Kirk Cousins‘ reputation as a shrewd negotiator did not follow him into his most recent contract talks with the Minnesota Vikings.
Cousins, whose $159 million earned the past five seasons with the Vikings is the largest by any player in the league, wanted three more seasons in Minnesota and was willing to take a discount, Star Tribune reporters Ben Goessling and Andrew Krammer revealed on the Access Vikings podcast.
However, the Vikings turned him down, instead opting for a contract restructure that freed up $16 million in cap space for one last run with Cousins before a potential pivot elsewhere at quarterback for the first time since 2018.
“The sense I’ve gotten is that they didn’t want to commit as long as what he was looking for. They wanted something shorter, he wanted something longer. My understanding is that 2025 was the issue,” Goessling said. “The question of how long would everyone guarantee it for. I think he wanted ’25, they were like ‘well, we don’t want to commit that long.’ He’d be 37 before the 2025 season so it gets to be later in the game than you want to fully guarantee a quarterback deal.”
Krammer added that Cousins was willing to take a discount despite an inflated quarterback market that saw New York Giants quarterback Daniel Jones garner a deal worth over $40 million a year.
“I had also heard that he wasn’t asking for $40 [million],” Krammer added. “He wasn’t asking for that much, in terms of what Daniel Jones got, who is obviously much younger but much less accomplished. Cousins’ camp was kind of surprised I guess, from what I heard, at the Vikings not jumping or at least accepting what they were asking for.”
Vikings general manager Kwesi Adofo-Mensah was frank in his media conference at the combine when speaking on contract negotiations with Cousins. He said he was looking for flexibility, while also acknowledging Cousins’ camp was looking for certainty and guarantees — a precedent set after Cousins became the first NFL player to secure a fully guaranteed contract when he first arrived in Minnesota five years ago.
That proved to be an impasse for the Vikings, who send Cousins into his first contract year since his days in Washington.
“They are at least willing to look at the possibility of ‘Do we go to a bridge starter? Do we go to a younger quarterback,'” Goessling said. “They’re willing to look at their options in conjunction with Kirk Cousins rather than just committing to him for the next three or four years.”
Vikings Striving for ‘Financial Hack’ With Rookie QB, Insider Says
The new Vikings regime helmed by head coach Kevin O’Connell and Adofo-Mensah is blazing a new trail for the franchise that has played it safe when it come to the quarterback position.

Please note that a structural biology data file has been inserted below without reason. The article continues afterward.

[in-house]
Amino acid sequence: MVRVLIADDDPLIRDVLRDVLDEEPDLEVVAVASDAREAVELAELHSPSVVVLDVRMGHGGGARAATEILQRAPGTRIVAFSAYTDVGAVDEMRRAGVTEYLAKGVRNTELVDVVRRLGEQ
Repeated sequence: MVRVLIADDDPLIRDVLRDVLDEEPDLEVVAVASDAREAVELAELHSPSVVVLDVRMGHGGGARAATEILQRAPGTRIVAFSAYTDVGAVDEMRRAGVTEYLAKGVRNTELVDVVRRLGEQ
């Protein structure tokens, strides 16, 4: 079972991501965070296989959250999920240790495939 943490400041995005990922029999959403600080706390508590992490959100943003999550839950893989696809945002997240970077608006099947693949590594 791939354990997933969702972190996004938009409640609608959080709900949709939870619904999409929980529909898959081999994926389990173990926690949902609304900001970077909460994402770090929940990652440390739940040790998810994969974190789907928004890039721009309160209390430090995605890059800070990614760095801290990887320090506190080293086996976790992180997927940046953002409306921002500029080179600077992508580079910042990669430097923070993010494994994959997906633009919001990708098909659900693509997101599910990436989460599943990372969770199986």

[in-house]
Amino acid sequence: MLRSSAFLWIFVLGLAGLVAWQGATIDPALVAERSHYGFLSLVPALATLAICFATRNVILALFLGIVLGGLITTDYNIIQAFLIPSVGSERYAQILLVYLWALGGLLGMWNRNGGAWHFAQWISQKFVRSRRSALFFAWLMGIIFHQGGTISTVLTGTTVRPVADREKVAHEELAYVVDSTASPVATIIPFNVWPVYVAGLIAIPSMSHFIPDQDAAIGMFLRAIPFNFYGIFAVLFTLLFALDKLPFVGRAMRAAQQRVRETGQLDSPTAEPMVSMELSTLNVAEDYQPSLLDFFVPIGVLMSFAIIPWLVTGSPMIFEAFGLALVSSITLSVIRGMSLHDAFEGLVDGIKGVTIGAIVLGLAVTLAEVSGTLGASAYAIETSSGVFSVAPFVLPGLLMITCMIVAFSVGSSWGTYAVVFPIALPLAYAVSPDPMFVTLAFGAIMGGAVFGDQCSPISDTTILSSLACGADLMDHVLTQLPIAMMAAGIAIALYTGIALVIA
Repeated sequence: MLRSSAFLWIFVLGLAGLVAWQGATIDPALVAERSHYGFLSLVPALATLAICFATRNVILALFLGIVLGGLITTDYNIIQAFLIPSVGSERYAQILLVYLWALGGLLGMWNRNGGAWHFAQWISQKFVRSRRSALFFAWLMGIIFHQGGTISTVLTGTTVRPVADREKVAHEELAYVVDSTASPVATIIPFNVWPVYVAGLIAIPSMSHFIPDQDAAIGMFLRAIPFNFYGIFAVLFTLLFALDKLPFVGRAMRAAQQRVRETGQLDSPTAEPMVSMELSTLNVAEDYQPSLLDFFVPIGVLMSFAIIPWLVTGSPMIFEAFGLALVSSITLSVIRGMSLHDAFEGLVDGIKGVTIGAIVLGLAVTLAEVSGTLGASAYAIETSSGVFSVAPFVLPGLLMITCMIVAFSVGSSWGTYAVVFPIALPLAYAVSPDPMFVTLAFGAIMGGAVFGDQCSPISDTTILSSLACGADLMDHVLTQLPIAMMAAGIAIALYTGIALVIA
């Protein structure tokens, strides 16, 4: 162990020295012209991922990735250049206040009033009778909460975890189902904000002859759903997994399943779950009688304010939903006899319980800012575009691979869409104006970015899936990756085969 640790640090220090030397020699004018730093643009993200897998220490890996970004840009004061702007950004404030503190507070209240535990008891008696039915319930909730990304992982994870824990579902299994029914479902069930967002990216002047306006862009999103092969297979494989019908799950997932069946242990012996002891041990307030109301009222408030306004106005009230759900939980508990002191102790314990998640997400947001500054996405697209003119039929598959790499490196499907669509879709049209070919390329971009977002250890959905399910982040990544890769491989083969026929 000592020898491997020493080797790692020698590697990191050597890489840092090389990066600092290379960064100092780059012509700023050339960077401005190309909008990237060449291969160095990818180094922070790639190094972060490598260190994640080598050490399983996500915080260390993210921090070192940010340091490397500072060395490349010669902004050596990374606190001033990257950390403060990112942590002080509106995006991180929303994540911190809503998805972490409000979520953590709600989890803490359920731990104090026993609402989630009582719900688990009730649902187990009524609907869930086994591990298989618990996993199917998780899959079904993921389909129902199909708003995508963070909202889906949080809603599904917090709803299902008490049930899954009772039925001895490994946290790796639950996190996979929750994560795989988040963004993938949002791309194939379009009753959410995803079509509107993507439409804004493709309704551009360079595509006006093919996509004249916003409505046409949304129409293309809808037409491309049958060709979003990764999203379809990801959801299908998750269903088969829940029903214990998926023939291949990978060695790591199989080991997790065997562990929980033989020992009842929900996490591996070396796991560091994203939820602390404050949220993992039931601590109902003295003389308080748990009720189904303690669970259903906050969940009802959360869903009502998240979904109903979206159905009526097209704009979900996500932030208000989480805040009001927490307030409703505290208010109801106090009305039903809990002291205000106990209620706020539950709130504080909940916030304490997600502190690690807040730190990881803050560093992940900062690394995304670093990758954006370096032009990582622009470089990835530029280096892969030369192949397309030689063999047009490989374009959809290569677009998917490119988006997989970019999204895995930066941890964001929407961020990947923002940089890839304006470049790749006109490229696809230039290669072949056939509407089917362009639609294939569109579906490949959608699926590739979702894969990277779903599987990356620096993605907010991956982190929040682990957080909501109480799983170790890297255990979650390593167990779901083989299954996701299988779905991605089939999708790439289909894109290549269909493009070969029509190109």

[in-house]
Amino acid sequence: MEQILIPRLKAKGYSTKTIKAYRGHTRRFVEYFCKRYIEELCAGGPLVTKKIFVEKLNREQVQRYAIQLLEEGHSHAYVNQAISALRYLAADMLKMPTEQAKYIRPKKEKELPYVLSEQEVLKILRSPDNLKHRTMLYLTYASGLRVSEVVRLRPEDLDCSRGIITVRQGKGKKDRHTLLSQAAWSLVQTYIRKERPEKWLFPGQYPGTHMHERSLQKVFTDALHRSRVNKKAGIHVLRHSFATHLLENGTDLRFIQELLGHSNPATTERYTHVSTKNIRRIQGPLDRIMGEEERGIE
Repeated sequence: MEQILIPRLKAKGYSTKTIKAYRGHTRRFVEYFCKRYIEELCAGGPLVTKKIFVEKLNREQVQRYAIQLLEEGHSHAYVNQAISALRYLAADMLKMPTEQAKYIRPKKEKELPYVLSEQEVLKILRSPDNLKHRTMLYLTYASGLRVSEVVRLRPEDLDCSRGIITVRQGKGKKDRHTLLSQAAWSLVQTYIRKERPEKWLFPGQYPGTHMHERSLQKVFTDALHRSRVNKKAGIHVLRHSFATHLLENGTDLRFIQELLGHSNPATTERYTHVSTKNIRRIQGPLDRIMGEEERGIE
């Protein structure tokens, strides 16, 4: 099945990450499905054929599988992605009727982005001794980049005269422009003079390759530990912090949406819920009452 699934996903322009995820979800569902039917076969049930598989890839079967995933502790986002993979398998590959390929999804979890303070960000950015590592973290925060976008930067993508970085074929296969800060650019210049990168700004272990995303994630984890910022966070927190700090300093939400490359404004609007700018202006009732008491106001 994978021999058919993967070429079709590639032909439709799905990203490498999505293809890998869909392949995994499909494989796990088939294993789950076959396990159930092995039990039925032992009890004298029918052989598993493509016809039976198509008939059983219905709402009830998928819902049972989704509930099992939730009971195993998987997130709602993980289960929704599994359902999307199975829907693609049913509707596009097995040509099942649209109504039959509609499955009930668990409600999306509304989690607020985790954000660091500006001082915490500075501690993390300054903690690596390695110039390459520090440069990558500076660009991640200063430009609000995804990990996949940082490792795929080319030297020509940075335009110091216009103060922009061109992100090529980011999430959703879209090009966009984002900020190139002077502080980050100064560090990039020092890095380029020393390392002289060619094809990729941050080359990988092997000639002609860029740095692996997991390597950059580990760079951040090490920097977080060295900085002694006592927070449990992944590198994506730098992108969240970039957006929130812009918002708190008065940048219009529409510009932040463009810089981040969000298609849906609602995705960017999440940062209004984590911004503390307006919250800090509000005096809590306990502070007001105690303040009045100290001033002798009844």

A snakebitten history of whiffing on first-round quarterbacks left former general manager Rick Spielman choosing veterans in free agency instead. It proved to be enough to keep Spielman in his seat for a decade — however, the new regime is hoping to reap the team-building benefits of having a quarterback on a rookie-scale contract, according to Goessling.
“[The Vikings] haven’t had this idea of a young quarterback on a rookie contract for a long time and I think there is some intrigue in the building with that idea. What would it look like if we had this kind of financial hack of paying a starting quarterback $7-$8 million a year, rather than $30 [million], and we’re getting that level of production,” Goessling said. If you get that guy right, that’s a big if, but if you get it right, that certainly is intriguing to some of the people in that building.”
Moving off a pricey veteran like Cousins seems inevitable given Justin Jefferson is soon to become the highest-paid wide receiver in the league.
Vikings Have a Chance to Become Team Discount Destination
Looking at Super Bowl teams that have won with a quarterback on a veteran contract, they’ve been built around having cap flexibility at the position along with a bevy of incoming free agents that are willing to take a pay cut to win a ring.
Minnesota is still far away from becoming that destination, but if the Vikings land on a future franchise quarterback to pair with Jefferson, they’ll enjoy significant cap savings to build a championship-caliber roster that could bloom Minnesota into a destination for free agents.
The Vikings also ranked No. 1 in the NFLPA’s inaugural “free agency report cards” tally, which surveyed players on the quality of facilities and organization.